University News

UCS reputation remains unchanged

Students are still ambivalent toward UCS as it works to clarify its relationship with UFB

Senior Staff Writer
Monday, February 25, 2013

A year after the debate over a controversial amendment that would have let the Undergraduate Council of Students determine its own budget without approval from the Undergraduate Finance Board, the issue has settled with no lasting damage to the groups’ relationship, said officials from both organizations. The Council’s reputation among students remains unaffected, with many students still apathetic toward UCS, multiple students said.

The largely unpopular amendment, proposed by then-President of UCS Ralanda Nelson ’12, sparked on-campus discussion and several op-eds and letters published in The Herald. The amendment was put to undergraduate vote on a MyCourses poll, where it failed to achieve the two-thirds majority required to pass. UCS and UFB then formed a joint committee that worked to reevaluate UCS’s funding process, The Herald previously reported.


Pushing for cooperation

The committee tasked with reexamining UCS’s funding process produced a comprehensive set of recommendations, such as allocating $1,200 to UCS per semester for unlimited purposes, requiring UCS to submit its budget to UFB for approval and tasking UFB’s vice president with representing UCS interests in UFB discussions, said Nick Tsapakos ’13, who served on the committee as a UCS representative.

The committee — which comprised two representatives from UCS, two representatives from UFB and one undergraduate from neither group — submitted these recommendations to the executive boards of UCS and UFB, which accepted them with few changes, Tsapakos said.

“A lot of the language we drafted was to clarify the relationship between UCS and UFB, so that moving forward, whether or not the two groups liked each other, they would be forced to cooperate to promote the undergraduate student experience,” Tsapakos said.

The representatives of UCS and UFB worked well together on the committee, said Holly Hunt ’13, who served on the committee as a UCS representative. “The committee process made it very clear that we need to work together as two different parts of the student government to make fully educated decisions about how the power structure should work and how money should flow,” Hunt added.


Problems with parenthood

The amendment temporarily damaged dealings between UCS and UFB, with concerns emerging over the power dynamic between the two organizations.

Nelson argued at the time that UCS was a “parent organization” of UFB, said Daniel Pipkin ’14, UFB vice chair and former UCS-UFB liaison.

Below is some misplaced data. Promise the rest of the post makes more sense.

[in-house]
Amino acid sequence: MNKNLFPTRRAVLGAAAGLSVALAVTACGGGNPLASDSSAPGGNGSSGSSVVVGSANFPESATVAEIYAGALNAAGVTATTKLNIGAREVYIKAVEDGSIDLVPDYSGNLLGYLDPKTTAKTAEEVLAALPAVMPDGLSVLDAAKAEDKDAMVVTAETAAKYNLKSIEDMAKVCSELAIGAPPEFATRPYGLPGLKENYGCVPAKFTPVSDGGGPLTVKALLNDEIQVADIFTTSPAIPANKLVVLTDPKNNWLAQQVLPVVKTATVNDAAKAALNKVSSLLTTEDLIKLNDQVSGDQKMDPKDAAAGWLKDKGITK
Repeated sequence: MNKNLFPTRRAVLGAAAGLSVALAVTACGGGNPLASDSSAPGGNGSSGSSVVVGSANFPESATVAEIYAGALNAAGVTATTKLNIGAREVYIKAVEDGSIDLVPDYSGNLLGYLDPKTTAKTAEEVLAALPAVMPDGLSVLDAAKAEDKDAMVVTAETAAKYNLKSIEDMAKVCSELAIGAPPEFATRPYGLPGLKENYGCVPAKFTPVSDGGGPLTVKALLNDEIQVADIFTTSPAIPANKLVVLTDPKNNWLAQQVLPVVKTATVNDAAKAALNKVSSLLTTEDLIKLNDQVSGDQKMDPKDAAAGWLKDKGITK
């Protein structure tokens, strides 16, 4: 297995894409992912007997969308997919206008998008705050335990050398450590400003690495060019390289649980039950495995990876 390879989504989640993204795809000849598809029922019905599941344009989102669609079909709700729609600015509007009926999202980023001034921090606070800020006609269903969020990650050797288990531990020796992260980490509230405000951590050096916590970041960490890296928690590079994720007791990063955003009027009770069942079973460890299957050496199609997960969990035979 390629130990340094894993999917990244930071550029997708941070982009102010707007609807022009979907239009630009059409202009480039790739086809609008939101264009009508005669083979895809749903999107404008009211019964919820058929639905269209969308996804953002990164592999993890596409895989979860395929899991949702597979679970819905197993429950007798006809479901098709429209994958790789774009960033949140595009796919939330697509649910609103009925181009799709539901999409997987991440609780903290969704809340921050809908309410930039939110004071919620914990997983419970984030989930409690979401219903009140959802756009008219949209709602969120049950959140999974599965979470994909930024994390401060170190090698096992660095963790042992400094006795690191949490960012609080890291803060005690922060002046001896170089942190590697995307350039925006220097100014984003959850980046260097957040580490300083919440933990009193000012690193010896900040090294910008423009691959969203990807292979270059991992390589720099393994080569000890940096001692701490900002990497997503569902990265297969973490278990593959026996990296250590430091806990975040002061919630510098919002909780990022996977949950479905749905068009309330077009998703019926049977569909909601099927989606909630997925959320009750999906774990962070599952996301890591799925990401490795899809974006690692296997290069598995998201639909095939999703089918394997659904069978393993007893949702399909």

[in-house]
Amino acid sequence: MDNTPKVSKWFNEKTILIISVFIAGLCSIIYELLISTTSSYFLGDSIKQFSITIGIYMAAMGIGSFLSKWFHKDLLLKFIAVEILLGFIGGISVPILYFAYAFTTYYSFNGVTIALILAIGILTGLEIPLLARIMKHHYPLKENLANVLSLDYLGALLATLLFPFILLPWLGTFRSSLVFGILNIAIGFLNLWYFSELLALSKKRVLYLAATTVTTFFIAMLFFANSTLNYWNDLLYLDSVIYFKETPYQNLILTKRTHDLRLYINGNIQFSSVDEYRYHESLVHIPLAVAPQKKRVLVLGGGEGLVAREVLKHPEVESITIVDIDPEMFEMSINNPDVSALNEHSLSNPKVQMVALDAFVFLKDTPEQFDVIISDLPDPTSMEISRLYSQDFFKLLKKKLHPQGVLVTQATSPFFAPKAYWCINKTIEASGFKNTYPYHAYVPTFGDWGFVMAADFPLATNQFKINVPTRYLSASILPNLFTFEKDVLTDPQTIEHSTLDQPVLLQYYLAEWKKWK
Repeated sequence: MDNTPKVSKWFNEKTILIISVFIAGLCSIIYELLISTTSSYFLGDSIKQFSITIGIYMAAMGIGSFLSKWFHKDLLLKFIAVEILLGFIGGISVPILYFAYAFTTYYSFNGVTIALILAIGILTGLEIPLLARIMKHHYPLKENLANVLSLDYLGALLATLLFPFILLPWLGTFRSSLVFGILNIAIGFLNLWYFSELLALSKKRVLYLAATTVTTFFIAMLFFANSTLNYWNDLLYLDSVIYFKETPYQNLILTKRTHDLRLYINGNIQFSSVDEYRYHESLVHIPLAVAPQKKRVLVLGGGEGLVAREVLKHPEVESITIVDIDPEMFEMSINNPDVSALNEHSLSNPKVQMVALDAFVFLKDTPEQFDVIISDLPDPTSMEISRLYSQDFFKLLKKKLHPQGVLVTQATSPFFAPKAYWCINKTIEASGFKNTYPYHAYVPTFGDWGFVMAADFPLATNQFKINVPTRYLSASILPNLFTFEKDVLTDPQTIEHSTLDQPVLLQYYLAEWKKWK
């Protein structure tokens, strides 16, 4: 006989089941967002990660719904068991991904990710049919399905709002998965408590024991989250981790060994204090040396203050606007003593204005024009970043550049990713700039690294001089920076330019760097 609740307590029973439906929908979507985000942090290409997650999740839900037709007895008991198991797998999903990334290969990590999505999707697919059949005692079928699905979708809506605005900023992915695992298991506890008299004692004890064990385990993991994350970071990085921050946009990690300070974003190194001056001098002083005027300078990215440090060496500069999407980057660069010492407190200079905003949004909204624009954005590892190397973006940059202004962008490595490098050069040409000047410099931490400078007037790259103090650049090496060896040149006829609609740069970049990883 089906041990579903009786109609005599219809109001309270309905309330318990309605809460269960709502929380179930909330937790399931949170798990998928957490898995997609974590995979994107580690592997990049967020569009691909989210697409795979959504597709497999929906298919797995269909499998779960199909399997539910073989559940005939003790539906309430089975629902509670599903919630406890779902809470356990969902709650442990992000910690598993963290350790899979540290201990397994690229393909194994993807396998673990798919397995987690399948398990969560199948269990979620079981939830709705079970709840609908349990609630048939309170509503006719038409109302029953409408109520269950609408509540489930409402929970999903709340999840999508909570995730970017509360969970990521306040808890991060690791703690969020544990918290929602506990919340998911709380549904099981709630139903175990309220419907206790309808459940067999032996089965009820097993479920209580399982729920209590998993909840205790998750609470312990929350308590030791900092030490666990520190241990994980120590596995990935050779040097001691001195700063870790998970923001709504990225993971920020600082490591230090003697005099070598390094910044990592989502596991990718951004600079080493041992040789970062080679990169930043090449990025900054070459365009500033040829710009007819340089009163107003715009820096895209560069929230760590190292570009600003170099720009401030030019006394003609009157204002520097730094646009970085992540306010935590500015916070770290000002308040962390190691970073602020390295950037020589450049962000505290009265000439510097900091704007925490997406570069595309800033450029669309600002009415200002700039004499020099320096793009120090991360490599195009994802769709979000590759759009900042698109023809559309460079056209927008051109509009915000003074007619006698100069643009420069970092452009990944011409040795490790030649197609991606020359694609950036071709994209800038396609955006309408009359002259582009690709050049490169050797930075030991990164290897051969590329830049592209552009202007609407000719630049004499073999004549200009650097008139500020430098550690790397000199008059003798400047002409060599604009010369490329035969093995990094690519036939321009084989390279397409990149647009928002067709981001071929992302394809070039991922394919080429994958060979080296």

The former UCS president argued for the amendment by suggesting that “UCS getting funding from UFB was like a mother asking a child for money,” said Raaj Parekh ’13, former UFB representative, who wrote an editorial in The Herald last year urging students to vote against the amendment on MyCourses.

“From the perspective that UCS and UFB are equal, (the amendment) certainly looked like a major power grab from UCS,” Hunt said. But from a perspective that privileges UCS as a parent organization of UFB, “it didn’t look like a power grab at all. It looked like UCS was exercising its rights.”

Though UCS technically is the parent organization of UFB, the new funding process that emerged from the committee’s recommendations allows for more equal collaboration, Pipkin said.

“If you separate two student government bodies, it hurts the students,” Pipkin said. “A house divided cannot stand. I like that now we have to come together and work together a little bit more.” This is the first year the leadership of both organizations has consistently held weekly meetings, he added.

Though the amendment briefly injured UCS-UFB interactions, in the long run “it strengthened the relationship overall,” said Anthony White ’13, president of UCS.


Memories fade, ambivalence lives 

Though the amendment ignited heated debate in the student body last year — manifest in angry Facebook posts and impassioned Herald editorials — it did not have a lasting negative impact on students’ perceptions of UCS. In fact, most students interviewed told The Herald they were unaware of the amendment and felt indifferent toward UCS.

Nicole Grabel ’14 said she was “ambivalent” about UCS because “I don’t really know what they do.” She added she did not remember the amendment.

“I don’t feel strongly negative or positive about UCS,” said Hannah Glickman ’15. “A lot of the things they make decisions about I don’t feel particularly strongly about.”

Tim Whalen ’15 said he “vaguely” knew what UCS was, adding, “I get them confused with all of the other three-letter acronyms.” Whalen said he remembers reading about the amendment, but said, “I didn’t have any strong opinions. … I started reading about it and found I didn’t care.”

“I remember the amendment being a huge controversy and people saying they didn’t want UCS to put itself before other student groups,” said Ashley Brown ’15. “I remember thinking it was kind of an abuse of power.”

Though Brown remembered feeling opinionated about the amendment, she said she currently feels “indifferent” about UCS. “They’ve probably influenced my life, but I don’t know.”

“Memory in general is short on college campuses because the population cycles out so frequently,” Parekh said. “If you combine that with the fact that so few people know what UCS is or does, I think it would take something bigger than (the amendment) to create a saliently lasting image in people’s minds.”

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